- Migraine Again - The Battle with Insurance Companies for Costly Migraine Care
Another prescription based barrier is called non-medical switching. This occurs when your insurance company forces you to switch to another medicine in the same class. The medicines are not identical and the switch is being forced for the financial benefit of the insurance company, while ignoring the potential negative impact on you, the patient.
The Patient Advocate Foundation (PAF) Migraine Matters program offers FREE one-on-one patient navigation support and services for those living with headache, migraine and cluster diseases. PAF has extensive experience working with patients on access issues. Whether it’s a denial of a treatment or a medical bill that doesn’t make sense, PAF’s trained staff will work directly with you to understand the issue, help gather information and assist in filing an appeal or complaint.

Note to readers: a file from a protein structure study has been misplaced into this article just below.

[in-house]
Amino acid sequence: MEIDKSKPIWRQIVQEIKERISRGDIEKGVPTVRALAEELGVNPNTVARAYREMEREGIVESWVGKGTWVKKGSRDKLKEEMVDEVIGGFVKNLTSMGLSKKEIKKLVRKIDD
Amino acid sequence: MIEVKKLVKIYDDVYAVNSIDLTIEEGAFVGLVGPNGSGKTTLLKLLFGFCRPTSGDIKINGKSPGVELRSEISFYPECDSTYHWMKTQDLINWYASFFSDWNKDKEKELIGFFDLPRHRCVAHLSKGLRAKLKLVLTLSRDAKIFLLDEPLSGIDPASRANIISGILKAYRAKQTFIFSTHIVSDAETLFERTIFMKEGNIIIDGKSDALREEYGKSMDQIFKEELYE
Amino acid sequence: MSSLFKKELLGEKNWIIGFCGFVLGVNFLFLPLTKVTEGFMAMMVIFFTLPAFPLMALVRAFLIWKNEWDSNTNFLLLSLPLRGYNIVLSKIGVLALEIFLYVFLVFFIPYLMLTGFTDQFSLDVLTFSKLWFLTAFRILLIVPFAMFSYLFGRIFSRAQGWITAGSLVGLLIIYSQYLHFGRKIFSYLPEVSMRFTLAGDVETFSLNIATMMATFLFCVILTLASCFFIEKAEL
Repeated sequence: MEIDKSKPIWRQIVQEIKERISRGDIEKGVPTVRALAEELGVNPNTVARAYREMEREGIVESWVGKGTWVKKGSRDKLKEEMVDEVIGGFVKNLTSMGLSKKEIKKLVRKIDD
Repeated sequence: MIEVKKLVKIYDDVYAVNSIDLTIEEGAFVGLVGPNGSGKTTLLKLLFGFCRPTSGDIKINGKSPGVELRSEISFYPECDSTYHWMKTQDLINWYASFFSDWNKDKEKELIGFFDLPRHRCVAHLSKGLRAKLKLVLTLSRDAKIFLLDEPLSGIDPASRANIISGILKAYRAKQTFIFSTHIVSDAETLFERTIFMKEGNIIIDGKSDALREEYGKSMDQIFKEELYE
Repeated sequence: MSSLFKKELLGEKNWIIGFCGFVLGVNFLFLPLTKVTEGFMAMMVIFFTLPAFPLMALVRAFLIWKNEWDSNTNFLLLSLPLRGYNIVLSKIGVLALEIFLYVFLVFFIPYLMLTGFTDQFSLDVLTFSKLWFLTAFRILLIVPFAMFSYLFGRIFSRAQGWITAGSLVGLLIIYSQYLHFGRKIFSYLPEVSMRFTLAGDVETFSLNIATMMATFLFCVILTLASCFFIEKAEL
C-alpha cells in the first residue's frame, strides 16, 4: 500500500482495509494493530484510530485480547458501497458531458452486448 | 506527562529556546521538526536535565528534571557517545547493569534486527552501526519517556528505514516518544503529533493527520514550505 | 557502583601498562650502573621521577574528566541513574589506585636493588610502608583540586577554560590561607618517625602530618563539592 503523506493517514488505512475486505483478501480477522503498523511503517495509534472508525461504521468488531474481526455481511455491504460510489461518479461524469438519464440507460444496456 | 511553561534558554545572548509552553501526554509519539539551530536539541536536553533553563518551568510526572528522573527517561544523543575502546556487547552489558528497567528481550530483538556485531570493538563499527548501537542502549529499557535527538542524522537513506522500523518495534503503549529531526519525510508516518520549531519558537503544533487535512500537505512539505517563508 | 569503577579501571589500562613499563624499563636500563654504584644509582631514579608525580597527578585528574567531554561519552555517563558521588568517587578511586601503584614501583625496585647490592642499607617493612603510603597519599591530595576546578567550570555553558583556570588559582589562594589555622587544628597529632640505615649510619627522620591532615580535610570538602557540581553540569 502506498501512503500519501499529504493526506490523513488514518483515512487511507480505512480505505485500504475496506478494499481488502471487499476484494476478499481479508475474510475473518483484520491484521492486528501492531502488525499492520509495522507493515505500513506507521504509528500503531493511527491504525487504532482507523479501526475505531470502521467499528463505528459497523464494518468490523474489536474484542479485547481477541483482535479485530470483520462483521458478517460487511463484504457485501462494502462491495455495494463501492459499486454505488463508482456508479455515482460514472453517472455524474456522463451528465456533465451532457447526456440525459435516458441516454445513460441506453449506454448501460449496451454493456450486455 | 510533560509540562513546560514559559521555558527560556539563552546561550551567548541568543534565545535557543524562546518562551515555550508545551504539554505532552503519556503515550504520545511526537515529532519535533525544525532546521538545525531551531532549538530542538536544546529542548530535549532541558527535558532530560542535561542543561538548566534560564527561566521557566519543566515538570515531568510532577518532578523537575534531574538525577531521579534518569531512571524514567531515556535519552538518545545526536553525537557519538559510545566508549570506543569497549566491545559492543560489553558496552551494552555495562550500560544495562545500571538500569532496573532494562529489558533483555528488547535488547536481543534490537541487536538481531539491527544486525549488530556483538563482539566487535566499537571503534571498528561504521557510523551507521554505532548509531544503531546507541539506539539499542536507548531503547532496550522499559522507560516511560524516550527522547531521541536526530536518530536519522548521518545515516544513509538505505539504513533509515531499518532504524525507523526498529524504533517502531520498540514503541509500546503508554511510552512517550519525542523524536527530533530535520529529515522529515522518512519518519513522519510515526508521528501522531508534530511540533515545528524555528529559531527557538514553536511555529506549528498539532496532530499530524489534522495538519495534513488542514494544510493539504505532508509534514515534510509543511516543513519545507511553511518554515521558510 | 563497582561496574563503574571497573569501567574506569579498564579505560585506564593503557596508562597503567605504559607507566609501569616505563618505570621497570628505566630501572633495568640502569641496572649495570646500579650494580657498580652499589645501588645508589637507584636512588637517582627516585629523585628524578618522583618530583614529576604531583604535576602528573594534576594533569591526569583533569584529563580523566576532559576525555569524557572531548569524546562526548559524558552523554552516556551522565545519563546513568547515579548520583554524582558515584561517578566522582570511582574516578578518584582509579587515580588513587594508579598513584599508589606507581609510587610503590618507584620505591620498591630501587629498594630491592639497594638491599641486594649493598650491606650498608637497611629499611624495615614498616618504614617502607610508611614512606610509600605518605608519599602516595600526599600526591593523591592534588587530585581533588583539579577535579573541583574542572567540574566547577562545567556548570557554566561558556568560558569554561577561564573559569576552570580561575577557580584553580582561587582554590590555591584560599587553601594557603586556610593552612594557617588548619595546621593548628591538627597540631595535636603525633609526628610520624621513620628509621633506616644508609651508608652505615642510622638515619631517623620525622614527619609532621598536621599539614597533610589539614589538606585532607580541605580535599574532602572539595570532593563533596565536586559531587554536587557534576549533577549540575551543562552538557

Case Managers will:
- Work with you prior to the expiration of financial assistance programs to ensure continued access to prescribed medications
- Screen you for eligibility and assist with enrolling in prescription drug assistance programs
- Negotiate costly medical bills related to your care
For a full list of services offered, visit the Migraine Matters site.
Complete and submit the Request for Assistance Online Application and a case manager will be back in touch with you within 48 hours.
The following CHAMP member online communities can offer a forum to communicate with others that have experienced and overcome similar access issues.
- American Migraine Foundation - Move Against Migraine Facebook Group (closed group, must request to join)
- CGRP & Migraine Community - Facebook Group (closed group, must request to join)